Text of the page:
Fresh defaults: IBC breather extended by three more months

By: |
December 23, 2020 3:45 AM

The move comes at a time when cash flows of companies in various Covid-hit sectors have remained far from normal and businesses are going through a “reset” phase.

The government had planned to review, before the current deadline expired, whether a further extension of three months (up to March 24) was required.The government had planned to review, before the current deadline expired, whether a further extension of three months (up to March 24) was required.

The government on Tuesday notified its decision to extend the suspension of insolvency proceedings against fresh Covid-related defaults by another three months from December 25. The move was aimed at providing breather to thousands of firms battered by the pandemic.

Finance minister Nirmala Sitharaman had on Monday said the extension could be granted. The move comes at a time when cash flows of companies in various Covid-hit sectors have remained far from normal and businesses are going through a “reset” phase.

The government, through the Insolvency and Bankruptcy Code (Second Amendment) Bill, 2020, has already received Parliamentary approval to suspend up to a maximum of one year the initiation of insolvency proceedings against new defaults from March 25. Initially, the suspension was valid for six months, which was then extended by three months. The government had planned to review, before the current deadline expired, whether a further extension of three months (up to March 24) was required.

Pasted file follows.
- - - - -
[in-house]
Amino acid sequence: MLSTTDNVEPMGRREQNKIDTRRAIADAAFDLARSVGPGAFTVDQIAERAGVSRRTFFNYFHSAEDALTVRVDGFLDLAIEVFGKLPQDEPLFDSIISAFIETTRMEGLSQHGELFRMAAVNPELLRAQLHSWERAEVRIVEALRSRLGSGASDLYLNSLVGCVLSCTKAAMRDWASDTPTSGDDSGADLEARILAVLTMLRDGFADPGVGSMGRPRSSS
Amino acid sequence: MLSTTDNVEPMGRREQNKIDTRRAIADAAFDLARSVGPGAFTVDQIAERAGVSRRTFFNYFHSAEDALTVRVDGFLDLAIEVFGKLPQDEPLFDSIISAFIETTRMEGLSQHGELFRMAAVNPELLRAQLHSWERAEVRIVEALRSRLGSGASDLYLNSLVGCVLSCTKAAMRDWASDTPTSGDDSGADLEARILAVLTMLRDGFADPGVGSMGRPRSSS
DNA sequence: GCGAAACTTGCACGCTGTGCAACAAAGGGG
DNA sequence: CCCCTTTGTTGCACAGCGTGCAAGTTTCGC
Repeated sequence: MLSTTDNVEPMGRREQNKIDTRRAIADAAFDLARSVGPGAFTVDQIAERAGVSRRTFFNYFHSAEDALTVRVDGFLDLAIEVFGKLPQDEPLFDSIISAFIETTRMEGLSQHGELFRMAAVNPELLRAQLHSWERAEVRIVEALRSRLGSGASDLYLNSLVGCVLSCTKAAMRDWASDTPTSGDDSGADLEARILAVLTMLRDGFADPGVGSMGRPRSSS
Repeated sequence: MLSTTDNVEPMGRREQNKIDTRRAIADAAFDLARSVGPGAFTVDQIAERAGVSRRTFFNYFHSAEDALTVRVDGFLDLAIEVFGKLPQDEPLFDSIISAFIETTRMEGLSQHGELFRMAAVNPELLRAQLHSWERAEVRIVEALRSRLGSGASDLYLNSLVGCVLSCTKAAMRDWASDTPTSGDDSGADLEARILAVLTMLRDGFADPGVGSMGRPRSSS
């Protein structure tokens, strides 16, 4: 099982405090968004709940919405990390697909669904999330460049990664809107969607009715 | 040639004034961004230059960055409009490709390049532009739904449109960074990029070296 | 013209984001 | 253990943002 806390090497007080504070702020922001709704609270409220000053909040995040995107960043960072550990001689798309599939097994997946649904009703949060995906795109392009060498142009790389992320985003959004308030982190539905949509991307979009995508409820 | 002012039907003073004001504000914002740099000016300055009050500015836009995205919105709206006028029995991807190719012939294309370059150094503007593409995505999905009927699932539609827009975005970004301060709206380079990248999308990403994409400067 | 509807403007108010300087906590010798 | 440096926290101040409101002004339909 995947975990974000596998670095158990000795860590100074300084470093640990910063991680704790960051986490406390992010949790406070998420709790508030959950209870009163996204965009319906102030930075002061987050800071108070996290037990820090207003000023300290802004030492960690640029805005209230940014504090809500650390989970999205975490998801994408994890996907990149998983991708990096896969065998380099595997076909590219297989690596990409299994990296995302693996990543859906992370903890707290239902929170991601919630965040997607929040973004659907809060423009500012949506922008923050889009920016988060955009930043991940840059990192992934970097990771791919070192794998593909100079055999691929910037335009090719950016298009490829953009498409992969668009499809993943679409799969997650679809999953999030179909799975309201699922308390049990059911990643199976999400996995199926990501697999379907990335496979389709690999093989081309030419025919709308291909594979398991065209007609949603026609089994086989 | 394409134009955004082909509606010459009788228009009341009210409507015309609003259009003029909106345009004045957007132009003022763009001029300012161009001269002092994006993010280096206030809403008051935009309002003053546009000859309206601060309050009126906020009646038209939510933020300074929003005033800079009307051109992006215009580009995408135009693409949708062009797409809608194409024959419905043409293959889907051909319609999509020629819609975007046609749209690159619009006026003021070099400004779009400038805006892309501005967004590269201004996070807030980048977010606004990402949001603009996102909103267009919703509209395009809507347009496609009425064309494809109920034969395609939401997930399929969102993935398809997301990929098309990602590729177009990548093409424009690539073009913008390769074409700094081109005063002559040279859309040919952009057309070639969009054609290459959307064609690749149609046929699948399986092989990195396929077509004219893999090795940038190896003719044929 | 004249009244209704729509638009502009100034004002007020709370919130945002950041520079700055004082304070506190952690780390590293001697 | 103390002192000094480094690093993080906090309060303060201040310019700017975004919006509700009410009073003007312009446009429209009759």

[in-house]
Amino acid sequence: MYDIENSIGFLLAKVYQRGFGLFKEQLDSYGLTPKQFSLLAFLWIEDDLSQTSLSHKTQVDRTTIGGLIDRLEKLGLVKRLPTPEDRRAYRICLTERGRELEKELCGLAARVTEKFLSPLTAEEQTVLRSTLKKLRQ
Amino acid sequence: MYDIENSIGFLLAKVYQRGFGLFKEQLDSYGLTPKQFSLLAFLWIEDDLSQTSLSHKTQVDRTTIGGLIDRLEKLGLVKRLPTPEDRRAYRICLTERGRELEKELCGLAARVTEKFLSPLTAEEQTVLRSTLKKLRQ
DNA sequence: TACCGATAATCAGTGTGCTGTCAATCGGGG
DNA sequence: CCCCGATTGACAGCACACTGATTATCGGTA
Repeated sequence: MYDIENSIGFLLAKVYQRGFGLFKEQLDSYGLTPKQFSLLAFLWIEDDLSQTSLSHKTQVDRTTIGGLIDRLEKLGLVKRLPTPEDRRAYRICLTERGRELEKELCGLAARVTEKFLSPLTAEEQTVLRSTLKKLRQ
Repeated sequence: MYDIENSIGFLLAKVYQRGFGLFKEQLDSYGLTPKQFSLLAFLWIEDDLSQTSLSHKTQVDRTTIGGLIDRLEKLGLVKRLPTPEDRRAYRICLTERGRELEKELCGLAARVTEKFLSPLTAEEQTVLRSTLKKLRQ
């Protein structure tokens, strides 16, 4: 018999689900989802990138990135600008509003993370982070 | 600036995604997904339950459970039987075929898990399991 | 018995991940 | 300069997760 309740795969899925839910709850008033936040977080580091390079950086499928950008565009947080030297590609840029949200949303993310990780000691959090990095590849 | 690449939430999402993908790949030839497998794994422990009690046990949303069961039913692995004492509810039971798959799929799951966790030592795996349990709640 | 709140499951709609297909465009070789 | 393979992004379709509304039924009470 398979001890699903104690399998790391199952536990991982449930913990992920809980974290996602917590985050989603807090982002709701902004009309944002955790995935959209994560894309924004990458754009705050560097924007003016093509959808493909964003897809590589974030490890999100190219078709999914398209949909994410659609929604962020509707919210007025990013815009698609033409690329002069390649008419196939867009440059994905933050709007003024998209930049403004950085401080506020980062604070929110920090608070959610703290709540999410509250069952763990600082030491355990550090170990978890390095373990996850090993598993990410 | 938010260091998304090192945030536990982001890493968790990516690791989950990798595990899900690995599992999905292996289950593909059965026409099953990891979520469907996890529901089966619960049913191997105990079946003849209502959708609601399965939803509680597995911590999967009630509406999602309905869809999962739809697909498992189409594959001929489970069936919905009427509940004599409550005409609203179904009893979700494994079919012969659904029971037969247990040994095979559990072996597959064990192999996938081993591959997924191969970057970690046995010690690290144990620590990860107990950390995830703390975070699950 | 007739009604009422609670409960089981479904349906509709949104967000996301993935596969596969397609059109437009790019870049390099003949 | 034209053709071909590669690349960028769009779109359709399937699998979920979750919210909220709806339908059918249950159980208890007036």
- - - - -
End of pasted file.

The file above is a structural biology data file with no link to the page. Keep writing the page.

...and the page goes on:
The government had suspended invocation of Sections 7, 8 and 10 of the IBC for fresh default from March 25. These sections deal with the initiation of the insolvency proceedings by financial and operational creditors and corporate debtors. However, insolvency applications filed for default before March 25 are being entertained.

The cut-off date of March 25 for filing insolvency application also came as a relief for the lenders who had filed applications or intended to do so against stressed firms that had defaulted before the pandemic started to spread, in sync with the central bank’s June 7, 2019, circular. According to this circular, a default case will have to be referred to the National Company Law Tribunal under the IBC if no other resolution plan is firmed up within six months.

The idea behind the suspension is to help thousands of cash-strapped firms tide over the impact of the pandemic without the fears of getting dragged to the NCLT.

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